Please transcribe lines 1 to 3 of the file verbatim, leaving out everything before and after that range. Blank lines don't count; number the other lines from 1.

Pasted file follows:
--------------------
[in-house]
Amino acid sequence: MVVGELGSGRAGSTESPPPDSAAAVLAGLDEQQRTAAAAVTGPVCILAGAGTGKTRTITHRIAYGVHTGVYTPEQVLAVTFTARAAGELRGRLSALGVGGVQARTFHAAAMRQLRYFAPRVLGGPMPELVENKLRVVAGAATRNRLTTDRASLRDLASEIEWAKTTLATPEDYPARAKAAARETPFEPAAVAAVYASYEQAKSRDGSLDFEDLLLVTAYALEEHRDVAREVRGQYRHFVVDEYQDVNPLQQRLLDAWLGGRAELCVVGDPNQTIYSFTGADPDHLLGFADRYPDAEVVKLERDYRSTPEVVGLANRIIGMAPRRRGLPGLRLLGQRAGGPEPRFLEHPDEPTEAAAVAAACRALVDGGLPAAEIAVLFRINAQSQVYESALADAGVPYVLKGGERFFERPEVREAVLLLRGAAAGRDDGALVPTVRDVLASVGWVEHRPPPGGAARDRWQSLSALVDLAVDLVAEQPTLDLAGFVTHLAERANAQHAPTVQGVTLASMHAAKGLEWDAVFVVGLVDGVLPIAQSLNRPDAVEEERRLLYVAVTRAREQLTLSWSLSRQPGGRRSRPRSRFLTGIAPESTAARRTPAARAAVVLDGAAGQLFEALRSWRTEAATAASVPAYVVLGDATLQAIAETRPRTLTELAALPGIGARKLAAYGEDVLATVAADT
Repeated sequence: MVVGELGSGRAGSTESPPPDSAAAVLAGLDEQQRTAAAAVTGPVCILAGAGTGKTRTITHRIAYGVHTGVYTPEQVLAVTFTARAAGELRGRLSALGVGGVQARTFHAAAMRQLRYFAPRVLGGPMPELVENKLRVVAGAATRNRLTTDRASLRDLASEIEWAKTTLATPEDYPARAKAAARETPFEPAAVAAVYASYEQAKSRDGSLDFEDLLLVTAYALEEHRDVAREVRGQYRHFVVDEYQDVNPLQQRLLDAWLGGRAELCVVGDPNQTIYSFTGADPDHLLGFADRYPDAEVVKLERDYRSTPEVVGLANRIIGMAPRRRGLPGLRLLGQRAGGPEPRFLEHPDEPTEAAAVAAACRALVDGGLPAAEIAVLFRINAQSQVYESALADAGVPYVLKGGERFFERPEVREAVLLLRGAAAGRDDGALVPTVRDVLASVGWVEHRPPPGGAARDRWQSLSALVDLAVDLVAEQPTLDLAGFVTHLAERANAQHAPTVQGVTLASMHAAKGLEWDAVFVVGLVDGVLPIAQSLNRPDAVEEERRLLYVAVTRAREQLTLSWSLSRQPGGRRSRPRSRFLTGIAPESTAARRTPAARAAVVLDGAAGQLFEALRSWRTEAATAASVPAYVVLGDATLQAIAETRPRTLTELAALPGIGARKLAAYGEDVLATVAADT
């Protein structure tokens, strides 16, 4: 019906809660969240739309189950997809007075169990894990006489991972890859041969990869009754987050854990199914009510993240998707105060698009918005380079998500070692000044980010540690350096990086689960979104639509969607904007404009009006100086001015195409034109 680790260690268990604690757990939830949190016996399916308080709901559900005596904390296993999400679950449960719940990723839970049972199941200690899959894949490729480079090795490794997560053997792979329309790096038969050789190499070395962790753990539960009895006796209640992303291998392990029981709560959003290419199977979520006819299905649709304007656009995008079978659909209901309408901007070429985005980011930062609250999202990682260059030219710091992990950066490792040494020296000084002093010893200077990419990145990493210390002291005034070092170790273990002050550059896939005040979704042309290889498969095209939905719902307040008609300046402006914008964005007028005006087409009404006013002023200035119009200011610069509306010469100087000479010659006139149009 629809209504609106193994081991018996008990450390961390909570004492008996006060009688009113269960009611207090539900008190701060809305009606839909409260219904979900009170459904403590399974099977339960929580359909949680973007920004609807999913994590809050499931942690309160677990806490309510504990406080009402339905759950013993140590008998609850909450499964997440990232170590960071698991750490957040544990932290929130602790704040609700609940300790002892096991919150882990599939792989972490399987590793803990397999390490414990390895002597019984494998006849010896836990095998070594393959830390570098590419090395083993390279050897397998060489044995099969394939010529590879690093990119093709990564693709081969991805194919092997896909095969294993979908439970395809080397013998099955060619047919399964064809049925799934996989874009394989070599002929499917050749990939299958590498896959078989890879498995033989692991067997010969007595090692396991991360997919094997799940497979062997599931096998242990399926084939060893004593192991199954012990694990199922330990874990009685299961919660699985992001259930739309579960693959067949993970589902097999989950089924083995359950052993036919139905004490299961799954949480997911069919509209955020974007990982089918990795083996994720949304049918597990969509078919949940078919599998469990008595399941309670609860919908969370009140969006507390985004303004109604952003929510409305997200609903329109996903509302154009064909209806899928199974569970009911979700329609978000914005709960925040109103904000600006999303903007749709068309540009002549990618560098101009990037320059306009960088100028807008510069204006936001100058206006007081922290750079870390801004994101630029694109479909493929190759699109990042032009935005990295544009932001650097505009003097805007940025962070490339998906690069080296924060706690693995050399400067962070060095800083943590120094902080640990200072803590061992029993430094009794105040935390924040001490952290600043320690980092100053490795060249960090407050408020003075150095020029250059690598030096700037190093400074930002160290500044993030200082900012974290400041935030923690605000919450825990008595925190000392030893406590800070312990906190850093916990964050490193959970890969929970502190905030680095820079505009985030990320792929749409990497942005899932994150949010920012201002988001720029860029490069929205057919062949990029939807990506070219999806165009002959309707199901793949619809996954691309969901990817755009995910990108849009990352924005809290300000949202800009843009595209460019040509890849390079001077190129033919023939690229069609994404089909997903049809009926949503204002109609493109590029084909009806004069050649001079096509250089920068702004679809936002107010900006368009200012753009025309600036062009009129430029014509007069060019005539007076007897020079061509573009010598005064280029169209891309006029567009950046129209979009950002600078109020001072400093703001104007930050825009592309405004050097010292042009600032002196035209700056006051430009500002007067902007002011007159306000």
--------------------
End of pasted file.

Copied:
[in-house]
Amino acid sequence: MVVGELGSGRAGSTESPPPDSAAAVLAGLDEQQRTAAAAVTGPVCILAGAGTGKTRTITHRIAYGVHTGVYTPEQVLAVTFTARAAGELRGRLSALGVGGVQARTFHAAAMRQLRYFAPRVLGGPMPELVENKLRVVAGAATRNRLTTDRASLRDLASEIEWAKTTLATPEDYPARAKAAARETPFEPAAVAAVYASYEQAKSRDGSLDFEDLLLVTAYALEEHRDVAREVRGQYRHFVVDEYQDVNPLQQRLLDAWLGGRAELCVVGDPNQTIYSFTGADPDHLLGFADRYPDAEVVKLERDYRSTPEVVGLANRIIGMAPRRRGLPGLRLLGQRAGGPEPRFLEHPDEPTEAAAVAAACRALVDGGLPAAEIAVLFRINAQSQVYESALADAGVPYVLKGGERFFERPEVREAVLLLRGAAAGRDDGALVPTVRDVLASVGWVEHRPPPGGAARDRWQSLSALVDLAVDLVAEQPTLDLAGFVTHLAERANAQHAPTVQGVTLASMHAAKGLEWDAVFVVGLVDGVLPIAQSLNRPDAVEEERRLLYVAVTRAREQLTLSWSLSRQPGGRRSRPRSRFLTGIAPESTAARRTPAARAAVVLDGAAGQLFEALRSWRTEAATAASVPAYVVLGDATLQAIAETRPRTLTELAALPGIGARKLAAYGEDVLATVAADT
Repeated sequence: MVVGELGSGRAGSTESPPPDSAAAVLAGLDEQQRTAAAAVTGPVCILAGAGTGKTRTITHRIAYGVHTGVYTPEQVLAVTFTARAAGELRGRLSALGVGGVQARTFHAAAMRQLRYFAPRVLGGPMPELVENKLRVVAGAATRNRLTTDRASLRDLASEIEWAKTTLATPEDYPARAKAAARETPFEPAAVAAVYASYEQAKSRDGSLDFEDLLLVTAYALEEHRDVAREVRGQYRHFVVDEYQDVNPLQQRLLDAWLGGRAELCVVGDPNQTIYSFTGADPDHLLGFADRYPDAEVVKLERDYRSTPEVVGLANRIIGMAPRRRGLPGLRLLGQRAGGPEPRFLEHPDEPTEAAAVAAACRALVDGGLPAAEIAVLFRINAQSQVYESALADAGVPYVLKGGERFFERPEVREAVLLLRGAAAGRDDGALVPTVRDVLASVGWVEHRPPPGGAARDRWQSLSALVDLAVDLVAEQPTLDLAGFVTHLAERANAQHAPTVQGVTLASMHAAKGLEWDAVFVVGLVDGVLPIAQSLNRPDAVEEERRLLYVAVTRAREQLTLSWSLSRQPGGRRSRPRSRFLTGIAPESTAARRTPAARAAVVLDGAAGQLFEALRSWRTEAATAASVPAYVVLGDATLQAIAETRPRTLTELAALPGIGARKLAAYGEDVLATVAADT